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Skull of Eastern Grey Kangaroo (joey or juvenile)

Macropus giganteus giganteus


This unusual skull was found in a paddock, and what I thought briefly to be a lamb skull turned out to be something totally different - an "eastern grey kangaroo" of the marsupial family Macropodidae, but its small size indicates this was a joey or very young juvenile. I'm learning that, in osteology, small details are important, and it was because of size that I completely misidentified this spotting, thinking the skull belonged to a "red-necked wallaby" (Macropus rufogriseus), a much smaller animal than a kangaroo. Everything lined up and I was confident I made the correct ID, particularly on the basis of the small to medium-sized skull (relative to other macropodines). I hadn't consider a kangaroo because it has a larger skull and slightly heavier features, and the thought of it being a joey or young juvenile never occurred to me. However, what ultimately changed this spotting ID were the two large palatine-maxillary vacuities (holes in the palate) - they are present in the wallaby but not the kangaroo. The following link does a comparison: Figure 6: (D) red-necked wallaby, and (E) eastern grey kangaroo - ....and those two holes changed everything! This is a weathered specimen missing all of its incisors, although the molars are intact and in perfect condition. Canine teeth are absent or vestigial in the macropodines. What caused the demise of this animal? Feral dogs are a possibility. They are a major issue in this country, and feral dogs exact a massive toll on native fauna and rural livestock. On this farm, aerial dog baiting is a common practice and dogs are shot on sight, no questions asked! I also found a fresh kill not far from this location, of an adult eastern grey kangaroo. A couple of days prior to that and I found a dead adult merino ram, and dogs had eaten it alive! I'll spare you the gruesome details and photos of these two. But being a joey, it may have died of natural causes. We'll never know. This is definitely the skull of a herbivore, but features like teeth and skull shape, particularly the eye sockets, ruled out any ovine species. As this was an old specimen with scattered bones, I feel quite fortunate to have also recovered the mandible, or being in two parts, is it mandibles (plural)? They were nearby, although I didn't know if they matched this skull at the time, hence I didn't take a decent photo (see last photo). Like other macropods, kangaroos develop and lose four sets of molar teeth over a lifetime; teeth wear down from eating tough plants. These are grazing animals, and the distance between the incisors, canines and molars, called the 'diastema' (plural diastemata), is quite large in herbivores. The canines are absent in kangaroos, and a substantial diastema separates incisors and cheek teeth. It's such a pity the incisors are missing from this skull as they are well-developed in this grazing species, although dentition does vary greatly between various macropod species - some are browsers, some are intermediate browser-grazers, whilst others are full-time grazers. (See first and second reference links in notes section. Both have excellent dentition information)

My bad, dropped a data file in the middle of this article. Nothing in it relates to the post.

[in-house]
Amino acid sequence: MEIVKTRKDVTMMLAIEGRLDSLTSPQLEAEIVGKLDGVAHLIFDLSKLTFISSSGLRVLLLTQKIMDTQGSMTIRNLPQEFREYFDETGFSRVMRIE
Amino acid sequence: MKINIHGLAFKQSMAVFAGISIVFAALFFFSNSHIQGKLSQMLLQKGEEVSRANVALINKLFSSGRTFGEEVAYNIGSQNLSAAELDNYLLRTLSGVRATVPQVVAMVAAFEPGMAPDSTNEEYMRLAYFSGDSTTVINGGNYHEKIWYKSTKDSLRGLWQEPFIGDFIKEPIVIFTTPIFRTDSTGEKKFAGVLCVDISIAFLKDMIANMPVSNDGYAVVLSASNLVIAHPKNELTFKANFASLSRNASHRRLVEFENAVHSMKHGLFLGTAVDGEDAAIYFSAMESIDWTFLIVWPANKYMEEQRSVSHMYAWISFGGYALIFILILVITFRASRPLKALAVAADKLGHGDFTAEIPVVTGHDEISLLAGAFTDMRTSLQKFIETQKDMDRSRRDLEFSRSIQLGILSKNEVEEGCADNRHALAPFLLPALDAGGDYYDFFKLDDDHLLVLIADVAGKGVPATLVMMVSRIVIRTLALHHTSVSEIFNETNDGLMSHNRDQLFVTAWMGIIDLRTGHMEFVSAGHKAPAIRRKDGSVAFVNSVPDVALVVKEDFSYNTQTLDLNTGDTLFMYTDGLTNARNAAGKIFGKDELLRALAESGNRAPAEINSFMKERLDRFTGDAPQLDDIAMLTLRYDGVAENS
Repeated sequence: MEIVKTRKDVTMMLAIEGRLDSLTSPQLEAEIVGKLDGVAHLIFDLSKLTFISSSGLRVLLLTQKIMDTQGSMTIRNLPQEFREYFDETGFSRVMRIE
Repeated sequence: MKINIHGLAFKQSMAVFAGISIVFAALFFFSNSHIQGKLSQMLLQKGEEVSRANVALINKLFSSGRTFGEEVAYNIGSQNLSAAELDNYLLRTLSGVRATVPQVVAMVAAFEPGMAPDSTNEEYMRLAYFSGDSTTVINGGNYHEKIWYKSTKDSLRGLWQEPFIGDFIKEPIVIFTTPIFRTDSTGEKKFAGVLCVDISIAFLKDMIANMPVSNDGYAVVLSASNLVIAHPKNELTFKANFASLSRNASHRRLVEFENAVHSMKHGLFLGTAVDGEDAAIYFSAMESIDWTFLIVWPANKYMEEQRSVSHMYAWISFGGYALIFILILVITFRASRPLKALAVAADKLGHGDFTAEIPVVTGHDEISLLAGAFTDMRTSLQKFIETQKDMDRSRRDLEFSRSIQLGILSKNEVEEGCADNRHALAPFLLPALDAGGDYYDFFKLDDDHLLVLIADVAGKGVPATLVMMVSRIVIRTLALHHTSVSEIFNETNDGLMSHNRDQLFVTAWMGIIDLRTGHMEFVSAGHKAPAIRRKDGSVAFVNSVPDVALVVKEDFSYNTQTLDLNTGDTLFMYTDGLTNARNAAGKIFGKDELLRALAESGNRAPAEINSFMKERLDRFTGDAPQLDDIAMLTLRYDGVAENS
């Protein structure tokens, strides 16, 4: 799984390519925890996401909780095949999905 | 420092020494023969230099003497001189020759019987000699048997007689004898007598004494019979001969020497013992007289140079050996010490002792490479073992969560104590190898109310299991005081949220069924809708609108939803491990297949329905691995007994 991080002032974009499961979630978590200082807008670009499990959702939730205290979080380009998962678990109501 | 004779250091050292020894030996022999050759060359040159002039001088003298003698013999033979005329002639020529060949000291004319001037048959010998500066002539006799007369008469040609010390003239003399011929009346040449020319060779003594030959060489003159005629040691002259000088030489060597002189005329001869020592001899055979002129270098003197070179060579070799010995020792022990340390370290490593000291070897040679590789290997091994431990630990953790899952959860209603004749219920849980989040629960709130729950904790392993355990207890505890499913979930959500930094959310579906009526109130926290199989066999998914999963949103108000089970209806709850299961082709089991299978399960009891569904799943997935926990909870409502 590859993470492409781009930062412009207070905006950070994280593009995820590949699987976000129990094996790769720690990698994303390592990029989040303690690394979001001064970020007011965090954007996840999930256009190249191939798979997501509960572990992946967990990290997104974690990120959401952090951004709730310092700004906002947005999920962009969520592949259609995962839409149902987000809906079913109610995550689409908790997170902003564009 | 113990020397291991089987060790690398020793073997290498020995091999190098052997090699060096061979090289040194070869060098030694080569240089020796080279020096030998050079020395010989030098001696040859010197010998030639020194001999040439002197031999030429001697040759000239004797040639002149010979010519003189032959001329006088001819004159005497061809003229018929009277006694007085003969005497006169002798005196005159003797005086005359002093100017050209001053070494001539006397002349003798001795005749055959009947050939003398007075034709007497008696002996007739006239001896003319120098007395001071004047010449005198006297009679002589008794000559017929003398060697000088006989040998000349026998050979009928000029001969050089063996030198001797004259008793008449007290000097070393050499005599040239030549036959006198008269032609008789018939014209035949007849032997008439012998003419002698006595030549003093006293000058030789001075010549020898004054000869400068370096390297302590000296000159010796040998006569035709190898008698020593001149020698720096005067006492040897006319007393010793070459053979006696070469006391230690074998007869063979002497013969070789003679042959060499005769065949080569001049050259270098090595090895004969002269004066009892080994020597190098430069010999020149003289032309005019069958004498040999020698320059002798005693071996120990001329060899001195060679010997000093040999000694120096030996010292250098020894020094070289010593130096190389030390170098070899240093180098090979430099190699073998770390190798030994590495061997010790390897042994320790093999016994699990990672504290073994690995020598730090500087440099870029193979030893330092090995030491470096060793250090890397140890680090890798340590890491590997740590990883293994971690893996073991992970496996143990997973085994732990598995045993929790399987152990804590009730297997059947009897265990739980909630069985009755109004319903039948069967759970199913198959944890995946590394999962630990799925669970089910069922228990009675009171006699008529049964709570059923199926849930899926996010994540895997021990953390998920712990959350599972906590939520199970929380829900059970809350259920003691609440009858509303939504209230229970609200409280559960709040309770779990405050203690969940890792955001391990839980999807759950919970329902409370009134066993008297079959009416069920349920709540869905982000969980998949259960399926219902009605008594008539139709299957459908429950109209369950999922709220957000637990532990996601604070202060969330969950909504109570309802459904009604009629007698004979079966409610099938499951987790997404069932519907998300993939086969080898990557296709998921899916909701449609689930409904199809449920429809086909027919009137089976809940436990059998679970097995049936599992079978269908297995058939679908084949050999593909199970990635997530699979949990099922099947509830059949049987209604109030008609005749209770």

Ranges throughout eastern and central Queensland, Victoria, New South Wales and southeastern South Australia. Prefers open grassland with areas of bush for daytime shelter and mainly inhabits the wetter parts of Australia, but also inhabits coastal areas, woodlands, sub-tropical forests, mountain forests, and inland scrubs. This spotting was in the New England District of northern NSW. Rural landscape (sheep and cattle farm), but large areas of natural bushland vegetation also. At the time of this spotting, drought conditions were prevailing and Yoongan Creek was completely dry.


(1) Excellent information on macropods - Section 2.2 Dentition, and figure 7.1 - (2) The macropodid dental formula - (3) An interesting skull comparison between a wallaby (definitely red-necked) and a juvenile red kangaroo - (4) Good image of full skull (including mandible) - (5) Top, bottom and lateral views of full skull -

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Neil Ross
Neil Ross 6 months ago

Thanks, Ava. I do love to tell a story :)

Ava T-B
Ava T-B 6 months ago

As always, spectacular notes, Neil!

Neil Ross
Spotted by
Neil Ross

NSW, Australia

Lat: -29.51, Long: 151.89

Spotted on Jun 23, 2019
Submitted on Aug 1, 2019

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